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The universal Turing machine $U_{TM}$ is a TM that takes in as input an encoding of a TM and a string, then runs the TM on the string and does whatever the simulated TM does. The language of the universal TM is the set of all encodings of a TM/string pair as a string for which the TM accepts the string.

I have seen several different names for the language of the universal Turing machine. Michael Sipser refers to it as $A_{TM}$ (the acceptance language for Turing machines), while Hopcroft, Ullman, and Motwani call it $L_u$ (the universal language).

Is the a standardized term for the language of the universal Turing machine? I would understand if there might be many "universal Turing machines" that vary in their encoding schemes, so if the answer is "no, there is no general term for this" that would be good to know. I'm mostly asking because I'm teaching an introductory course in the theory of computation and have been using the term $A_{TM}$ for this without knowing if there is a better term to use.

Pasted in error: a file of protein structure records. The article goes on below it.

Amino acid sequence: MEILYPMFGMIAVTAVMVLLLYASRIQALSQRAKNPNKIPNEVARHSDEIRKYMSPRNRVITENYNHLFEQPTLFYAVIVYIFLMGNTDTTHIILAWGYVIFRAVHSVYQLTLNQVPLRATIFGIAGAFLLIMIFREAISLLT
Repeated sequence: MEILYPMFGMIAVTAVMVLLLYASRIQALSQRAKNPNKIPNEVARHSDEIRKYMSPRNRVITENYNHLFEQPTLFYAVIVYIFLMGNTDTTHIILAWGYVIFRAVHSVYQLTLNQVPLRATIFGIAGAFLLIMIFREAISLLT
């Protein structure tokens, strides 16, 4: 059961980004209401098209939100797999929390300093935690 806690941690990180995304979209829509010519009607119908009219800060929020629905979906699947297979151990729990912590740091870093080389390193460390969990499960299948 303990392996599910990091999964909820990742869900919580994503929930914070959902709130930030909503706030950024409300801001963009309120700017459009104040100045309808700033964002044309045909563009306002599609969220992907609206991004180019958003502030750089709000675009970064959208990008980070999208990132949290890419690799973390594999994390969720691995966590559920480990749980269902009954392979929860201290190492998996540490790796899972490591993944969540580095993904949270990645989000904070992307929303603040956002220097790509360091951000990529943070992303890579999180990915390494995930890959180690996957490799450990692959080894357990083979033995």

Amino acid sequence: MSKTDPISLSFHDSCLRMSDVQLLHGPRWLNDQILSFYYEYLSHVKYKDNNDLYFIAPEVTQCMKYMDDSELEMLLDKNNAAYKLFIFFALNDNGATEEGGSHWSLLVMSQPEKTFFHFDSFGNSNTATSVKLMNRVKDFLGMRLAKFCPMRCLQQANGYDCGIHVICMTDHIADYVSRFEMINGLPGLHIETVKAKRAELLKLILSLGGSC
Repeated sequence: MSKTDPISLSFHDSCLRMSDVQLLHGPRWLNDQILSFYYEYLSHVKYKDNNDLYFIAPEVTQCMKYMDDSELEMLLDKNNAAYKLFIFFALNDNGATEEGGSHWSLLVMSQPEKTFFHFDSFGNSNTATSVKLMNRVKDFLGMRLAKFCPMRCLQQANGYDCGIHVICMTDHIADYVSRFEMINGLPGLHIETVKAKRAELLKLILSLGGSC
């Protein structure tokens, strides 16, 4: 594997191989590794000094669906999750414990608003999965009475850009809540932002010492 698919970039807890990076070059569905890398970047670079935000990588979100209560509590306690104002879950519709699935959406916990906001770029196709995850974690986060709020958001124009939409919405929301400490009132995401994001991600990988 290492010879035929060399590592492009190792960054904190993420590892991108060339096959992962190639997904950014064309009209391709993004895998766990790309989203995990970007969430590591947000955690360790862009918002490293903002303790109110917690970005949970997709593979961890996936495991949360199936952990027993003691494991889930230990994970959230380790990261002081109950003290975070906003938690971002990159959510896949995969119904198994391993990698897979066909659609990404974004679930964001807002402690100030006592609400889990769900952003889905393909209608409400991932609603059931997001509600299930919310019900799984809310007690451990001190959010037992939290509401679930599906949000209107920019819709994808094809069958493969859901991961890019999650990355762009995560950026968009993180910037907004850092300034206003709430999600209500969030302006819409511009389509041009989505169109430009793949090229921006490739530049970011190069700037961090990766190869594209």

Thanks!

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  • $\begingroup$ Doesn't the fact that the two main textbooks use different notation already answer your question? $\endgroup$ – David Richerby Mar 1 '18 at 23:17
  • $\begingroup$ @DavidRicherby I'm not sure about that. There are some mathematical concepts where there are many different, parallel, standard notations employed for similar concepts (for example, how many different ways are there to write out the "implies" connective?) Given that those textbooks were written decades apart, it's also possible there was a shift in the notation. $\endgroup$ – templatetypedef Mar 1 '18 at 23:52
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No, there is no general term for this.

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